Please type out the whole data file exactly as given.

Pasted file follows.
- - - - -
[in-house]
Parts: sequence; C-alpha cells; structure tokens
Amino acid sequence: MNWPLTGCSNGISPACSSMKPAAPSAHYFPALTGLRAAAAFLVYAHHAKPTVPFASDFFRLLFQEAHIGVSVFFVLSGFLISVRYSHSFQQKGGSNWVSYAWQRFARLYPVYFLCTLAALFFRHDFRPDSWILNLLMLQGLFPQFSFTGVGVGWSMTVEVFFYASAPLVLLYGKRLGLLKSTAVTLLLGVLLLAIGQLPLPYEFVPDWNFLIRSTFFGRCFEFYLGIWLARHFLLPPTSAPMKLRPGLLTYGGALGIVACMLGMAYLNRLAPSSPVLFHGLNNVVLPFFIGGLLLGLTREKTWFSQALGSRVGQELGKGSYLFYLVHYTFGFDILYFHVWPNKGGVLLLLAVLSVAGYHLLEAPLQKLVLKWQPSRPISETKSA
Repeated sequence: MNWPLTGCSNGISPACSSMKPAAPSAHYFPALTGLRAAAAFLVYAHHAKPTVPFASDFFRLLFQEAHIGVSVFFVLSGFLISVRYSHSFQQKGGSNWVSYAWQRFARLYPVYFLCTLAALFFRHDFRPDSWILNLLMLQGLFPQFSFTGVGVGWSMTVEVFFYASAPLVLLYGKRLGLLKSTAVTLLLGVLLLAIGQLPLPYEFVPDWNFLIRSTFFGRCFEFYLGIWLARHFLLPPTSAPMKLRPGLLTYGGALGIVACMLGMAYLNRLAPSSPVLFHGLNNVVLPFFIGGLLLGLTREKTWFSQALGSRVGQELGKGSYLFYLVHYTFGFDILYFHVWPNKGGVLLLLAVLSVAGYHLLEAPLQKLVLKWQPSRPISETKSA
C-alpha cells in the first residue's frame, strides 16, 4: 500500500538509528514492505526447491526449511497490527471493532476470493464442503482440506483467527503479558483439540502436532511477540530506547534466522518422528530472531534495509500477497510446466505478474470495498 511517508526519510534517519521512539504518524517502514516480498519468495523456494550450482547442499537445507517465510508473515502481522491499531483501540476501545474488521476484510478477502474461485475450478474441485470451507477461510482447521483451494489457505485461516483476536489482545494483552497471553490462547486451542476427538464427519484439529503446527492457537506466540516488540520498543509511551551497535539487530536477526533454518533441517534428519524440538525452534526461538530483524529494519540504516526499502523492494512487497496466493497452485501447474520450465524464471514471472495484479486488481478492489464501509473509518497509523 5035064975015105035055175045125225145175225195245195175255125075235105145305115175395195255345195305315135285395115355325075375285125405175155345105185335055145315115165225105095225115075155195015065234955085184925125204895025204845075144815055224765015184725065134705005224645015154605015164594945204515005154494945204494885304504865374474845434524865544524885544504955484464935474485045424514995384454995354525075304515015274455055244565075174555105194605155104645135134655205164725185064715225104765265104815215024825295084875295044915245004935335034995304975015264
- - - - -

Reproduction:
[in-house]
Parts: sequence; C-alpha cells; structure tokens
Amino acid sequence: MNWPLTGCSNGISPACSSMKPAAPSAHYFPALTGLRAAAAFLVYAHHAKPTVPFASDFFRLLFQEAHIGVSVFFVLSGFLISVRYSHSFQQKGGSNWVSYAWQRFARLYPVYFLCTLAALFFRHDFRPDSWILNLLMLQGLFPQFSFTGVGVGWSMTVEVFFYASAPLVLLYGKRLGLLKSTAVTLLLGVLLLAIGQLPLPYEFVPDWNFLIRSTFFGRCFEFYLGIWLARHFLLPPTSAPMKLRPGLLTYGGALGIVACMLGMAYLNRLAPSSPVLFHGLNNVVLPFFIGGLLLGLTREKTWFSQALGSRVGQELGKGSYLFYLVHYTFGFDILYFHVWPNKGGVLLLLAVLSVAGYHLLEAPLQKLVLKWQPSRPISETKSA
Repeated sequence: MNWPLTGCSNGISPACSSMKPAAPSAHYFPALTGLRAAAAFLVYAHHAKPTVPFASDFFRLLFQEAHIGVSVFFVLSGFLISVRYSHSFQQKGGSNWVSYAWQRFARLYPVYFLCTLAALFFRHDFRPDSWILNLLMLQGLFPQFSFTGVGVGWSMTVEVFFYASAPLVLLYGKRLGLLKSTAVTLLLGVLLLAIGQLPLPYEFVPDWNFLIRSTFFGRCFEFYLGIWLARHFLLPPTSAPMKLRPGLLTYGGALGIVACMLGMAYLNRLAPSSPVLFHGLNNVVLPFFIGGLLLGLTREKTWFSQALGSRVGQELGKGSYLFYLVHYTFGFDILYFHVWPNKGGVLLLLAVLSVAGYHLLEAPLQKLVLKWQPSRPISETKSA
C-alpha cells in the first residue's frame, strides 16, 4: 500500500538509528514492505526447491526449511497490527471493532476470493464442503482440506483467527503479558483439540502436532511477540530506547534466522518422528530472531534495509500477497510446466505478474470495498 511517508526519510534517519521512539504518524517502514516480498519468495523456494550450482547442499537445507517465510508473515502481522491499531483501540476501545474488521476484510478477502474461485475450478474441485470451507477461510482447521483451494489457505485461516483476536489482545494483552497471553490462547486451542476427538464427519484439529503446527492457537506466540516488540520498543509511551551497535539487530536477526533454518533441517534428519524440538525452534526461538530483524529494519540504516526499502523492494512487497496466493497452485501447474520450465524464471514471472495484479486488481478492489464501509473509518497509523 5035064975015105035055175045125225145175225195245195175255125075235105145305115175395195255345195305315135285395115355325075375285125405175155345105185335055145315115165225105095225115075155195015065234955085184925125204895025204845075144815055224765015184725065134705005224645015154605015164594945204515005154494945204494885304504865374474845434524865544524885544504955484464935474485045424514995384454995354525075304515015274455055244565075174555105194605155104645135134655205164725185064715225104765265104815215024825295084875295044915245004935335034995304975015264